According to this invention, an ink jet recording element is prepared by providing a layer of the amorphous silica described above on the surface of a support such as paper, or including the amorphous silica into the substrate. To provide a coated layer of this filler on the surface of the substrate, an aqueous slurry containing 5 to 40% by weight, particularly 10 to 25% by weight, of the filler and as required, 1 to 15% by weight, especially 2 to 10% by weight, of a binder is prepared, and coated on the substrate so that the rate of the filler applied is 3 to 20 g/m2 especially 5 to 15 g/m2, followed by drying.
The binder used for this purpose is advantageously an aqueous binder. Examples include water-soluble binders such as carboxymethyl cellulose, ethyl cellulose, hydroxyethyl cellulose, starch, carboxymethyl starch, cyanoethylated starch, casein, gum arabic, tragacanth gum, dextrin, polyvinyl alcohol, vinyl ether/maleic acid copolymer, polyvinyl pyrrolidone and water-soluble acrylic resins; self-emulsifiable binders such as self-emulsifiable acrylic resins; and aqueous latex-type binders such as a styrene/butadiene copolymer latex.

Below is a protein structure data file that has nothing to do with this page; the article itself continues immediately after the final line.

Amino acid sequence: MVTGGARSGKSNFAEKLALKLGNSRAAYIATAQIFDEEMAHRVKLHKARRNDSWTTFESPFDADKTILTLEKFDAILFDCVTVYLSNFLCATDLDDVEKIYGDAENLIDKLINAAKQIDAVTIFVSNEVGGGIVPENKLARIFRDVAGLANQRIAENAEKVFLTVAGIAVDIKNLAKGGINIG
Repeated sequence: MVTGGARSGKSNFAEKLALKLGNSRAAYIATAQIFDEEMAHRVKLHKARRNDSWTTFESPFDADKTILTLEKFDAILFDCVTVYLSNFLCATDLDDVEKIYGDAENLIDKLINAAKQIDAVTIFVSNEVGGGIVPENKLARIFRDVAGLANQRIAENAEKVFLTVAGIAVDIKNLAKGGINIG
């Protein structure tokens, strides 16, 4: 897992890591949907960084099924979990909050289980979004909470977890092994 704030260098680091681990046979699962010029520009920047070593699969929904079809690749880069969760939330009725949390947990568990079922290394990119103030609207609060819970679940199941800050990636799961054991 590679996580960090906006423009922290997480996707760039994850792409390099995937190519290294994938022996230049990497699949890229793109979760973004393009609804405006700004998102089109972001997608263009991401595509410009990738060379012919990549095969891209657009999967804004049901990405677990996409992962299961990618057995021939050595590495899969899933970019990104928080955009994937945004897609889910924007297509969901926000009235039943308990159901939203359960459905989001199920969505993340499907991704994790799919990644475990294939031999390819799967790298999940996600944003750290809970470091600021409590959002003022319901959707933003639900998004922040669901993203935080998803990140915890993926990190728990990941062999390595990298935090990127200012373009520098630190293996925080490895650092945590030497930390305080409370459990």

To include the filler into the paper, it is incorporated in a paper-making slurry so that after sheet formation, the filler may be included in the paper fibers in a proportion of 1 to 20% by weight, especially 2 to 10% by weight, based on the weight of the fibers.
If desired, the amorphous silica may be used in combination with another filler known per se such as kaolin, ordinary silica and calcium carbonate in ink jet recording paper.
The use of the amorphous silica having the aforesaid properties as a filler for ink jet recording paper brings about the advantage that a recorded image having a high density and clearness or vividness can be formed on the recording paper without ink blurring or excesive spreading of ink dots. Another advantage that an aqueous coating slurry prepared by using this filler has a low viscosity and lends itself to excellent operability in coating.
The following examples illustrate the present invention more specifically.
A cooled diluted solution (8.2 m3) of #3 sodium silicate was reacted with 2.8 m3 of a 40% by weight solution of sulfuric acid at 18° to 20° C. to give 11 m3 of an acid silica sol having a pH of 1.8 and a SiO2 concentration of 11 g/100 ml.